Controls for the keyboard and mouse are solid across the board, the default key binds feel correct, except for a specific one that I’ll talk about soon. Gun controls feel tight and responsive, which makes taking on hordes of Freakers fun and fast-paced, and I rarely blame the game for any deaths that occurred. Bike controls are similarly tight, even with keyboard and mouse, turns feel natural, with skidding through the forest pasts quite a nice challenge without being finicky. The only issue I saw was with the airtime controls while riding your bike. By default, the controls are set to SHIFT to lean forward, CTRL to lean back, which at first seemed fine. However, when also trying to hold onto WASD plus ALT for nitro boosting, I felt my hands cramping up hard when going over bumpy terrain, having to correct each jump as to not damage the bike.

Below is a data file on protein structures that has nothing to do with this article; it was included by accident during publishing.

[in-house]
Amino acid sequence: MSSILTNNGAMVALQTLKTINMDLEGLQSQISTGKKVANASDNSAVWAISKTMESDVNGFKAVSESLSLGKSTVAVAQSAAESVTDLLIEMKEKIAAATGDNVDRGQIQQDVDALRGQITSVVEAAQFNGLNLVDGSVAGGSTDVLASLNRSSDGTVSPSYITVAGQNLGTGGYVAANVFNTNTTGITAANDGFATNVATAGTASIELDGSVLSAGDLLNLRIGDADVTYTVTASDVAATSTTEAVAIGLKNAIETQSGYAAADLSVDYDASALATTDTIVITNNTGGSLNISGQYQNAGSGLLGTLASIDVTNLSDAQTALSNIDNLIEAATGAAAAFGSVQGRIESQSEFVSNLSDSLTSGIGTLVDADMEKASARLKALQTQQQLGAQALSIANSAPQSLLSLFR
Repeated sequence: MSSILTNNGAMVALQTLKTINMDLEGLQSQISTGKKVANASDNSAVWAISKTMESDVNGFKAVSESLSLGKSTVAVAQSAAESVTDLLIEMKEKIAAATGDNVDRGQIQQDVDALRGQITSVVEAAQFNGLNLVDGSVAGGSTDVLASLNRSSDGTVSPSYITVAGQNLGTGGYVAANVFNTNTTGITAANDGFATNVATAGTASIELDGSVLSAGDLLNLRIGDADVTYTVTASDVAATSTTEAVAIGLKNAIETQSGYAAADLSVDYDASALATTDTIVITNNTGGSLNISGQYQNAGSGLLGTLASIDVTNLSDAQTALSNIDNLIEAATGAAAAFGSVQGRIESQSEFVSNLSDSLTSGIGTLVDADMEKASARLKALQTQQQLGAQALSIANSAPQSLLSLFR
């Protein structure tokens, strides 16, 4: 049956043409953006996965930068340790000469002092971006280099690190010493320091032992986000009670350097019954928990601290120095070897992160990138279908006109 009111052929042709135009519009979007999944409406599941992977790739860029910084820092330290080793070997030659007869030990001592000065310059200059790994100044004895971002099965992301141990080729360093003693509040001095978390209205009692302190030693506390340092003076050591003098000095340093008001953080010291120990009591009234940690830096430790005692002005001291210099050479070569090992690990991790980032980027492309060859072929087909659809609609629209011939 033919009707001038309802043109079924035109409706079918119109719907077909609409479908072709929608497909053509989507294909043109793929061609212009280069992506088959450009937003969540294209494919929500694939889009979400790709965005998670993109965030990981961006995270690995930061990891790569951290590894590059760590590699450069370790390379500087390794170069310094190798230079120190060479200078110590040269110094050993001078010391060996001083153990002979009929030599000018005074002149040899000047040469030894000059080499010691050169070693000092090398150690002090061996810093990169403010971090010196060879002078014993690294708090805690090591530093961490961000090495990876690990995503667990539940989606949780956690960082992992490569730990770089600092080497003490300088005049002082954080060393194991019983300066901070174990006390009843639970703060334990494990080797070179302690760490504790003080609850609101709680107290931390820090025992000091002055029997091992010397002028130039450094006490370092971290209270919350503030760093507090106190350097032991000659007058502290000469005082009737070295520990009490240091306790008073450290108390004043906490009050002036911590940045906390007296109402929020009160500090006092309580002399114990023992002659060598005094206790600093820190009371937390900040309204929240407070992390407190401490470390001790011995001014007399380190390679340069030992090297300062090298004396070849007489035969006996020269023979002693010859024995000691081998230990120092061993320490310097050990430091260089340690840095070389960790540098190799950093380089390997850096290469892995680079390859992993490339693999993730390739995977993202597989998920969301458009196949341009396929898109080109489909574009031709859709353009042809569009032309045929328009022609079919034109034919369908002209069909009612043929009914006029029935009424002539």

Next let us talk about the most important aspect in this review — the features added with the PC port, as well as how well it runs on PC.
The graphics configuration is extraordinarily strong and gives a ton of options for you to customize to hit that sweet frames per second (FPS) you are looking for, as well as personal choices such as film grain and motion blur. It covers all bases and I have little issue with constructing a setup that allows me to have it look as good as I can while hitting a solid 80 FPS at 1440p (2k) resolution. Bend Studios also added an enhanced photo mode, offering a wide range of angles, extra effects, turning off any unwanted scenery of characters, all down to changing the characters facial expressions to get the exact shot you want.